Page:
To the Maidu couple from Oroville, catching surffish with the traditional nets at the Juan Creek beach named (in Coast Yuki and Cahto) for the surffish that run there: Thank you for showing me how your nets work, and especially for sharing some of your catch with me. I told them I’d be happy to accept a couple, one for me, one for my host. I think they loaded me up with eight or ten, and my host & I shared a delicious pan-fried smelt feast!
To all the kids and young folks at the Tribal Center after school who took delight in showing off their knowledge of Cahto words, and testing mine, and enjoying chatting during the Coast Walk, and all: Thank you for your enthusiasm, your fun, and your promise of the future!!
To those of you who got me involved in setting up the the campsite for the Coast Walk, participating alongside, like any other community member: Thank you so much!!
To the family who took me on a field trip into northwestern Cahto Territory, led me on a hike that featured a fresh mountain lion territorial scratch in the dirt (!), shared many photographs, and hosted me overnight: Thank you so much for offering to show me around! The northwestern area (including village areas of Goddard’s “These not visited on Jackson valley creek”) is gorgeous, and I had a lovely time!
To the many, many of you in the Cahto, Laytonville, and wider community who made me feel very welcome in the community and the Coast Walk: Thank you for your hospitality and welcome!
To those of you who have been in contact with me over the years in email, asking questions, sharing words you or your relatives know, expressing interest in the dictionary and language materials, etc.: Thank you very much for your interest, engagement, and patience!! You all have a history of emailing me with something interesting just at points when I’ve become discouraged, giving me some motivation and inspiration to keep plugging forward.
Thanks are also due to all of the researchers who have worked on documenting aspects of Cahto language, culture, history, etc. Most especially, vast thanks to Pliny E. Goddard, who created the only published works of Cahto grammar and language texts, based on his collaboration with Bill Ray, in addition to a large array of unpublished field notes (some with Rose Ray), photographs, and other materials. Many thanks also to Harold Driver, Frank Essene, Edward W. Gifford, J.P. Harrington, Alfred L. Kroeber, Edwin Loeb, C. Hart Merriam, William E. Myers (working with Edward S. Curtis), and Edward Sapir, each of whom documented significant amounts of the language and/or culture. Many thanks also to those who documented smaller bits about Cahto, or comparable information from neighboring cultures and related languages.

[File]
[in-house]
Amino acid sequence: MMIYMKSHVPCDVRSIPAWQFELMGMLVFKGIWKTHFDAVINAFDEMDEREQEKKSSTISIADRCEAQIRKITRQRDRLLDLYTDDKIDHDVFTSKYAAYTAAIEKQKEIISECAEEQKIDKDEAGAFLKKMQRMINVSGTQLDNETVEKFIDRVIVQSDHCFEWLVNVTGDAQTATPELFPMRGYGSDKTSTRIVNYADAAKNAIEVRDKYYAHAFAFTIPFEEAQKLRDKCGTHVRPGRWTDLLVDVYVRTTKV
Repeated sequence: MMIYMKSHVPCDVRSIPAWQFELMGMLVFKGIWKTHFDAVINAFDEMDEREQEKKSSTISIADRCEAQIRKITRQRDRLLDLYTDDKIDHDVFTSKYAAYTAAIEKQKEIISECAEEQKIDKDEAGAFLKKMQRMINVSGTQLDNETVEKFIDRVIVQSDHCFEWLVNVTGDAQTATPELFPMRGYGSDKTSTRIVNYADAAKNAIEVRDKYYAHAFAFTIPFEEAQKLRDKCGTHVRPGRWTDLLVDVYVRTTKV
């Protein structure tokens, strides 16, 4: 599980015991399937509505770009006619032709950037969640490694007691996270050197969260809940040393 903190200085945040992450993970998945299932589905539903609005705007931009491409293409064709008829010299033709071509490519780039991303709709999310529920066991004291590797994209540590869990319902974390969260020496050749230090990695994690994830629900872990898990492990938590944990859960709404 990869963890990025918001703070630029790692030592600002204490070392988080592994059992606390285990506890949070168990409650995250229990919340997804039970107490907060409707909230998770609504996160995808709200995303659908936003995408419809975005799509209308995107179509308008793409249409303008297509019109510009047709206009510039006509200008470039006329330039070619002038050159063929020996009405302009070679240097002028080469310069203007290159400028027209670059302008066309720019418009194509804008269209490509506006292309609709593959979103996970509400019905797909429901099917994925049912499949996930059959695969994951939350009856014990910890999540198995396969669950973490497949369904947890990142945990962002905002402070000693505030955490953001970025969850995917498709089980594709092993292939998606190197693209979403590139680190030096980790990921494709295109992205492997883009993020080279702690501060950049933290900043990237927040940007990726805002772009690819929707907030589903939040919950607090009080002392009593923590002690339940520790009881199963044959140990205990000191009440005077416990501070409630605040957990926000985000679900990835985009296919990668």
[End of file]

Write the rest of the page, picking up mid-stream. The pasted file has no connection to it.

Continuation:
I reserve special thanks for Victor Golla, who first inspired me to direct my Athabaskan interests towards the southern California Athabaskan languages (Wailaki/Eel River and Cahto), and then more specifically to Cahto, as the Tribe had gotten in touch with them at the Center for Indian Community Development seeking a linguist to work on creating materials in the language. I also wish to thank the CICD’s Ruth Bennett, for her role in helping to develop a writing system that would maximally represent the Tribe’s interest in having something based on Goddard’s but without the diacritics, as well as being adequate to distinguish the sounds of the language.
I wish to thank Victor Golla and the 2003 Athabaskan Languages Conference in Arcata, California for selecting me as an invited speaker. The conference provided funds to cover travel there, which allowed me to finally travel to the area and visit the Tribe and the Laytonville area in person for the first time.
Over the years I have been inspired, challenged, and delighted by conversations with a constellation of professors, colleagues and friends, discussing all sorts of aspects of the Cahto project from the Linguistic to the Technical. Thank you all for your help and ideas. Some of you I will want to single out by name, if I may.
I am exceedingly grateful to the Cahto Tribe’s leadership, the Tribal Executive Committee and other leaders who have supported the language project through the years, including facilitating my trips there and more recently with an official Execitive Committee decision and letters of support as I seek grant/fellowship funding to finish this dictionary.
Finally, my inspiration and reason for life, soulmate, lifemate, and the “lucky” one who gets to listen to my linguistic ramblings and musings, my wife Abbie, thank you more than can be told!! She has a folklore/ethnomusicology background, and music, and interest in linguistics, so we have all sorts of wonderful discussions bouncing ideas around. I love you, Abbie! Thank you for being my partner in everything!!
This dictionary has been made possible in part by the National Endowment for the Humanities: Exploring the human endeavor. (Any views, findings, conclusions, or recommendations expressed in this dictionary do not necessarily represent those of the National Endowment for the Humanities.)